The SAE categorises the capabilities of a fully autonomous car as Level 5, the highest category, but Leti researchers devised a novel solution to address challenge of enabling a fully self-driving car.
The concept of autonomous cars has been continually making headlines across various industry reports. While many questions about safety and regulation of self-driving cars remain unanswered its enabling technologies are presently transforming the automotive landscape.
Late-model cars are really like a computer on four wheels: 95% of the innovation is now in their electronic components. Technology blocks for radar, ultrasonic sensors, camera, lasers, hundreds of electronic computing units (ECUs), control software and connectivity are embedded in every new car.
However, the road to completely autonomous driving is still quite long, notwithstanding the legal and safety issues.
A fully autonomous car would be responsible for steering, acceleration and deceleration, as well as the comprehensive monitoring and understanding of the driving environment in all conditions and situations. The Society of Automotive Engineers (SAE), which dictates the standards and roadmaps for the automotive industry, categorises those capabilities as Level 5, the highest category.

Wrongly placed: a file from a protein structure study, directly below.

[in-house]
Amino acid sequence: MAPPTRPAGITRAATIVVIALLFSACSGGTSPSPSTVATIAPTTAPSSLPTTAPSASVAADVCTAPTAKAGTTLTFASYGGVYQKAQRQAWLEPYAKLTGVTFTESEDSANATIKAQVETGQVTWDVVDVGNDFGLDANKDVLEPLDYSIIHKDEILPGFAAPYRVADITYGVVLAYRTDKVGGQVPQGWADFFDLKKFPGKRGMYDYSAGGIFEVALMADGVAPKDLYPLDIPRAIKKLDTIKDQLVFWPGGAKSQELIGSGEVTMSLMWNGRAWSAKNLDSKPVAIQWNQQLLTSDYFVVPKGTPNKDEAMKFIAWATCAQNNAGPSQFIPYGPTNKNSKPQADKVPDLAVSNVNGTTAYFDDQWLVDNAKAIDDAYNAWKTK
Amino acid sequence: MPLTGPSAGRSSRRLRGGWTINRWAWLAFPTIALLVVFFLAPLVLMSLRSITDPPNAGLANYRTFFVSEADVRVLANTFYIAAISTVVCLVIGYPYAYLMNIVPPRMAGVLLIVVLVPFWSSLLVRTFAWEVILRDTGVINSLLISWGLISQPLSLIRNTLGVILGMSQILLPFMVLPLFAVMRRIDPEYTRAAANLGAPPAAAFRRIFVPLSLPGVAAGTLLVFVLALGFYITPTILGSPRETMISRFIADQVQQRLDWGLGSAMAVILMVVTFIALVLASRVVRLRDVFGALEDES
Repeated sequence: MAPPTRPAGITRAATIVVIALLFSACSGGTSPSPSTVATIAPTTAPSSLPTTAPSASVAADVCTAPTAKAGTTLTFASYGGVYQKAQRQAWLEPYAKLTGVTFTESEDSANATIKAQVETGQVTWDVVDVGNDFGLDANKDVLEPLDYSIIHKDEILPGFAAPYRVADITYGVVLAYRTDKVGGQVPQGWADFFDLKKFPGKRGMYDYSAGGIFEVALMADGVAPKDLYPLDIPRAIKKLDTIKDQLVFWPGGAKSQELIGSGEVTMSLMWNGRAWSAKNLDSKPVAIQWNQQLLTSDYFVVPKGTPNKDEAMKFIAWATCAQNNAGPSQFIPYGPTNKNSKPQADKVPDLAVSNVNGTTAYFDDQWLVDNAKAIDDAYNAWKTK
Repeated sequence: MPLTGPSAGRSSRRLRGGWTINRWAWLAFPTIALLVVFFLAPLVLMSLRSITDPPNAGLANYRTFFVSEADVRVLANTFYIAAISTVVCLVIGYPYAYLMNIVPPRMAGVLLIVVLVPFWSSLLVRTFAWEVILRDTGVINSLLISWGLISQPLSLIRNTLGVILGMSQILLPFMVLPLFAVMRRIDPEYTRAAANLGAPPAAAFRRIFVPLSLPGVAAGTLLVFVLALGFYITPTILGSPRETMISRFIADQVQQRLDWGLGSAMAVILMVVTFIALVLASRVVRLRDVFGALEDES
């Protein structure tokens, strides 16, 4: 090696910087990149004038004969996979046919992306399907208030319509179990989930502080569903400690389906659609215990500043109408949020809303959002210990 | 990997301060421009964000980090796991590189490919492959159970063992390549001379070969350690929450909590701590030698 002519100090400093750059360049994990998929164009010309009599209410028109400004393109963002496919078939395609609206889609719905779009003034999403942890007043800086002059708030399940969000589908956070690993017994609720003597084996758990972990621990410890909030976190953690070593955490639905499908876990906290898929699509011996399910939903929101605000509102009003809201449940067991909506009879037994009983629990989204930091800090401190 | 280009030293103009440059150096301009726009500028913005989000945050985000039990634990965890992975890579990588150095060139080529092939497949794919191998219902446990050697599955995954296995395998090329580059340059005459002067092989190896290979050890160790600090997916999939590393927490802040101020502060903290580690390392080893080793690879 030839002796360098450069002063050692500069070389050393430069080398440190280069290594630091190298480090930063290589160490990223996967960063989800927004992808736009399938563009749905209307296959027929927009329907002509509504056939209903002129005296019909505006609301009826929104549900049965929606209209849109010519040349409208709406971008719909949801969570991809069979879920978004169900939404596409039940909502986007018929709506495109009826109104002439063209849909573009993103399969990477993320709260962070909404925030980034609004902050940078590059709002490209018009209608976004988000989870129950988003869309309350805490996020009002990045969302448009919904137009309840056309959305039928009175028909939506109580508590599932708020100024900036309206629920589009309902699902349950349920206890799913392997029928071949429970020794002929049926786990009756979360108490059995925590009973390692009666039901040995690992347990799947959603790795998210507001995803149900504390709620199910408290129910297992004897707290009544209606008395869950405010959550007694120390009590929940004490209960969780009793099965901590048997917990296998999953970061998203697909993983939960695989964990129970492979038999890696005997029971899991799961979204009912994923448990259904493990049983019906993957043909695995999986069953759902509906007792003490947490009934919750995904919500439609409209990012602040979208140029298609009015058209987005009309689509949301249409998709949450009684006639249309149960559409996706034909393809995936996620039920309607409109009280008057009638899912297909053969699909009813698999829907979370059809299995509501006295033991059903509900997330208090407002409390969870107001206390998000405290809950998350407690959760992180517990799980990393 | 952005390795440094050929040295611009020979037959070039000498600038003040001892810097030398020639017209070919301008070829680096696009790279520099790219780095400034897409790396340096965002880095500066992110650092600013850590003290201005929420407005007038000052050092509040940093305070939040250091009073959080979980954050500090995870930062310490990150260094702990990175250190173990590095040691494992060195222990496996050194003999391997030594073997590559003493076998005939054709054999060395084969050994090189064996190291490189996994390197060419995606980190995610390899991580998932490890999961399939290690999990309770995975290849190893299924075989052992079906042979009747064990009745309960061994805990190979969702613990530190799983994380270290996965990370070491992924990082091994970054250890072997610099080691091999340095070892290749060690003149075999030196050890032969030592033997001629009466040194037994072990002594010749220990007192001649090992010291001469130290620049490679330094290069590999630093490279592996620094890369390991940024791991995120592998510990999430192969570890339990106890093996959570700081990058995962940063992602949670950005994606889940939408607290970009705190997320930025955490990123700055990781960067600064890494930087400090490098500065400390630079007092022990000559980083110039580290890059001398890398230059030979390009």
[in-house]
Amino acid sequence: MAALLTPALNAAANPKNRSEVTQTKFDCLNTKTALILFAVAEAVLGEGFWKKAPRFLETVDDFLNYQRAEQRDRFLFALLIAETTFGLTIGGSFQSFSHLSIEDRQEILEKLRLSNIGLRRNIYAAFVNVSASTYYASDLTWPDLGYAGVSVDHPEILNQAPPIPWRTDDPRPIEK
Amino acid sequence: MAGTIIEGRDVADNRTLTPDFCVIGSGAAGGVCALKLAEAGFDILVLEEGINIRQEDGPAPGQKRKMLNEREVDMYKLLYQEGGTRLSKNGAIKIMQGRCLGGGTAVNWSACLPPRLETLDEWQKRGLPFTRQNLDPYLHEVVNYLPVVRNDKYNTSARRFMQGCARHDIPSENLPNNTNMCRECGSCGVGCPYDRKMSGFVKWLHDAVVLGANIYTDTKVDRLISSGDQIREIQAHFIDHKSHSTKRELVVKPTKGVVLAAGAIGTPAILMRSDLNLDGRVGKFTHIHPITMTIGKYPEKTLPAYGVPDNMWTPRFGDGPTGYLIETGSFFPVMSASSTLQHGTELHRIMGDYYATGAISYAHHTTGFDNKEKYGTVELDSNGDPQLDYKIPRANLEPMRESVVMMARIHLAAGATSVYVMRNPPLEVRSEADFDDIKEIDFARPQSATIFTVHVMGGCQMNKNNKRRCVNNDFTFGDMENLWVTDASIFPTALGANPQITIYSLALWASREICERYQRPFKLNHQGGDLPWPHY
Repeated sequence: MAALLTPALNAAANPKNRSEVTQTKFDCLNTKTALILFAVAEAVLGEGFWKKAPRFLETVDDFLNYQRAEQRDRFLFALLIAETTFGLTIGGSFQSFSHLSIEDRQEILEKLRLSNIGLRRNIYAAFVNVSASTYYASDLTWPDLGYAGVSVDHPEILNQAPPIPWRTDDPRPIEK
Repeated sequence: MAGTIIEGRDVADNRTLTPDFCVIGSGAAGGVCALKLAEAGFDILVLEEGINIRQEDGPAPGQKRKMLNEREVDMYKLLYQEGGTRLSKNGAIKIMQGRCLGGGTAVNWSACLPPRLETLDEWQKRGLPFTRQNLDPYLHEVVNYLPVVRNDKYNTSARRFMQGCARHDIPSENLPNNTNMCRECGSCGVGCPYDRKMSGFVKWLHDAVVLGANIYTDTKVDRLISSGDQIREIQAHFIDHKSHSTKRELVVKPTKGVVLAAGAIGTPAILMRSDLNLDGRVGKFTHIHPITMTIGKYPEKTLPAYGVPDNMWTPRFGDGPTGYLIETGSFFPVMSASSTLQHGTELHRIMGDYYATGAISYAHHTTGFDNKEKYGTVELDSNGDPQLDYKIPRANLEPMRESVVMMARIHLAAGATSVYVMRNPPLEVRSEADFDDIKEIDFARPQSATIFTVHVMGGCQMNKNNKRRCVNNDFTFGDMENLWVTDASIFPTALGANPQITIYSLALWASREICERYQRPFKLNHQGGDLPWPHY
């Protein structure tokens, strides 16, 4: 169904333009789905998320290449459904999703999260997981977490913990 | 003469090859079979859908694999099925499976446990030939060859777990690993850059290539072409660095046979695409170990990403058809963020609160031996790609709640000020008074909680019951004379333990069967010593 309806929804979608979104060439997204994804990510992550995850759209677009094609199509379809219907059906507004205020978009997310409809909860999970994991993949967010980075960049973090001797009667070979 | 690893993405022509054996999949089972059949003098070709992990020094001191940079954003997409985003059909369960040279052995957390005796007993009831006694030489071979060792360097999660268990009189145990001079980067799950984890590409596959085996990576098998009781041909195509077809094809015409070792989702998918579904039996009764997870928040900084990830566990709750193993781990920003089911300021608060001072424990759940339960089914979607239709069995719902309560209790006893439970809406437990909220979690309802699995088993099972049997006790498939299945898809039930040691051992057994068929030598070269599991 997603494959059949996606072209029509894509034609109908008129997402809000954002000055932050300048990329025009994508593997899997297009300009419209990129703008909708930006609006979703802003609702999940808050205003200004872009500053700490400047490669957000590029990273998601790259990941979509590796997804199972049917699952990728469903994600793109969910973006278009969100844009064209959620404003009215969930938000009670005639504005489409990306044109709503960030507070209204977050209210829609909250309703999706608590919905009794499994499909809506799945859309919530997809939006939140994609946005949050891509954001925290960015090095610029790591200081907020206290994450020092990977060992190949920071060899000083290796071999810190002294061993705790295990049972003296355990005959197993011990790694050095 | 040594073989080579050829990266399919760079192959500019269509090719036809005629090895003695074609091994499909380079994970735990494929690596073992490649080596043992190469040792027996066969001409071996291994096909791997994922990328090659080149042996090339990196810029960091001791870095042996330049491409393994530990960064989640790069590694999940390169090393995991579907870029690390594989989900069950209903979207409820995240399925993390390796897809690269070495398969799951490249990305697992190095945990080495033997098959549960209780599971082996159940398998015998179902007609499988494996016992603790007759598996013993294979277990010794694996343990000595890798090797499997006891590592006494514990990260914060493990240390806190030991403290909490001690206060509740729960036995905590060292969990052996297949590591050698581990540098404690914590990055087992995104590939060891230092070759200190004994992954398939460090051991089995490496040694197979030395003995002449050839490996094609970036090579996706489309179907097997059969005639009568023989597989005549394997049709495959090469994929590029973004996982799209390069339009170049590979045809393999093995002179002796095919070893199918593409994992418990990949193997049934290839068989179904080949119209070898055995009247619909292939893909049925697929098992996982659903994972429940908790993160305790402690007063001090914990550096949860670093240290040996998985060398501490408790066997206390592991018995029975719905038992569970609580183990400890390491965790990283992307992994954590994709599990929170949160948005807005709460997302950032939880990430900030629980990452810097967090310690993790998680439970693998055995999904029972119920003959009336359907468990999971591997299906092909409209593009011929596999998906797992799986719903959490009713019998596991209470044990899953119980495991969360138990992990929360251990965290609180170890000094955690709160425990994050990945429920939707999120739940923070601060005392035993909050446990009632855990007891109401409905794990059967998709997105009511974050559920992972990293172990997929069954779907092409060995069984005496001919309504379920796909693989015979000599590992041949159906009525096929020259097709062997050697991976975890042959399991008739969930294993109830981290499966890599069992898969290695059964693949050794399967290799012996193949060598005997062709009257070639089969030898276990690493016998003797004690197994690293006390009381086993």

Leti researchers have developed a novel solution to the challenge of enabling a fully autonomous car.
A trunk full of computers
Autonomous cars offering Level 3 functions, which include environment monitoring, are already suggested on high-end vehicles for 2017. Almost all car manufacturers have already showcased their Level 4 prototypes, in which the car is fully autonomous.
They demonstrate that the technology required for such advanced cars is available, with one significant drawback: computing requirements in prototypes fill the trunk with computers.
Level 3 was a milestone, because the car is responsible for monitoring and understanding the driving environment, and the human driver is relegated to a backup role. For the car, that means that the perception task cannot be restricted to tracking a limited set of objects (aka feature fusion or object fusion).
The vehicle must be able to evaluate the state of any location in the surroundings to build a comprehensive map of the vehicle environment (map fusion or grid fusion).
This map is constituted of cells, typically with a 10cmm x 10cm shape, to model an environment of at least 100m x 100m (200m in front of vehicle is often required). So this yields an environment model containing more than a million cells, whose states have to be refreshed each time sensors trigger new data, typically every 20ms to 50ms.
Moreover, to enhance robustness and safety, multiple heterogeneous range sensors are used (camera, radar, lidar, ultrasonic sensors) that provide the perception system with noisy data, possibly contradictory, which must be fused in a way that can cope with sensor uncertainty. In this map, we want to detect every possible obstacle of the surroundings, but also every bit of free space, to provide the vehicle with safe zones to plan emergency avoidance or simple navigation. This definitely requires a huge amount of computation.
Roadblocks at Level 5